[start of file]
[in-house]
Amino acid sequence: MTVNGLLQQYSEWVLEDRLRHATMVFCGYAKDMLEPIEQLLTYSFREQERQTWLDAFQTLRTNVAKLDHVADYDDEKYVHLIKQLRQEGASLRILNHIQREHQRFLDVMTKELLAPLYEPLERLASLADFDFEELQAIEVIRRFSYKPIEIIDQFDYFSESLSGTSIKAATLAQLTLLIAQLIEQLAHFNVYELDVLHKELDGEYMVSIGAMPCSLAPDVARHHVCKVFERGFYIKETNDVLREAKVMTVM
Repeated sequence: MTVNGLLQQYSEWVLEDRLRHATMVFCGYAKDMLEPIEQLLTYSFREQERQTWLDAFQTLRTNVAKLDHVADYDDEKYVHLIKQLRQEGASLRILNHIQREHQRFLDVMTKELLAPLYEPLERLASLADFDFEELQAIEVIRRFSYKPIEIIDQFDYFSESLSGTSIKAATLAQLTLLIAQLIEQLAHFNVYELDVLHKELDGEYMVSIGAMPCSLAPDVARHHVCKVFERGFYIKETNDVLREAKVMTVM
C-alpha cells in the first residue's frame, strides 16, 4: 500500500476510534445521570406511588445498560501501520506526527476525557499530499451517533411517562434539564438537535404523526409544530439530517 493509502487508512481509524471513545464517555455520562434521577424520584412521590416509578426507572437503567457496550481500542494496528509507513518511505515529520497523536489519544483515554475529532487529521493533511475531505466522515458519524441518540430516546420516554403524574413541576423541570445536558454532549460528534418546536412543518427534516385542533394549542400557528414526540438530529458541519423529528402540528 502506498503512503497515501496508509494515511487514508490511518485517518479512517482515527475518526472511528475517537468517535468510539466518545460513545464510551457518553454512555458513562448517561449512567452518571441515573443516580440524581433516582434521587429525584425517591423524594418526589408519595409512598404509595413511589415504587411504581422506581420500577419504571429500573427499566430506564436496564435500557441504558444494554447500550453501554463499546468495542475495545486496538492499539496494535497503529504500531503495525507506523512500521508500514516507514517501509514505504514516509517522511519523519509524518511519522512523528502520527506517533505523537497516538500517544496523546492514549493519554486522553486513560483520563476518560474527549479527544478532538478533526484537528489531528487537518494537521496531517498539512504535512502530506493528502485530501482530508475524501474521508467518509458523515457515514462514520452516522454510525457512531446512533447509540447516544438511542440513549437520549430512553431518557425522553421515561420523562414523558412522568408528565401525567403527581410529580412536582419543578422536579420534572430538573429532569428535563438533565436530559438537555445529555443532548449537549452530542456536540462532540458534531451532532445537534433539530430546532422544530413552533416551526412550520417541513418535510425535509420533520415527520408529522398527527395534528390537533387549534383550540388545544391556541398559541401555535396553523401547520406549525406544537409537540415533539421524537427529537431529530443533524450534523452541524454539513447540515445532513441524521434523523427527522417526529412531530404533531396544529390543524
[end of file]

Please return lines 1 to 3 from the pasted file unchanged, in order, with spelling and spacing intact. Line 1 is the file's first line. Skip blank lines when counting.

[in-house]
Amino acid sequence: MTVNGLLQQYSEWVLEDRLRHATMVFCGYAKDMLEPIEQLLTYSFREQERQTWLDAFQTLRTNVAKLDHVADYDDEKYVHLIKQLRQEGASLRILNHIQREHQRFLDVMTKELLAPLYEPLERLASLADFDFEELQAIEVIRRFSYKPIEIIDQFDYFSESLSGTSIKAATLAQLTLLIAQLIEQLAHFNVYELDVLHKELDGEYMVSIGAMPCSLAPDVARHHVCKVFERGFYIKETNDVLREAKVMTVM
Repeated sequence: MTVNGLLQQYSEWVLEDRLRHATMVFCGYAKDMLEPIEQLLTYSFREQERQTWLDAFQTLRTNVAKLDHVADYDDEKYVHLIKQLRQEGASLRILNHIQREHQRFLDVMTKELLAPLYEPLERLASLADFDFEELQAIEVIRRFSYKPIEIIDQFDYFSESLSGTSIKAATLAQLTLLIAQLIEQLAHFNVYELDVLHKELDGEYMVSIGAMPCSLAPDVARHHVCKVFERGFYIKETNDVLREAKVMTVM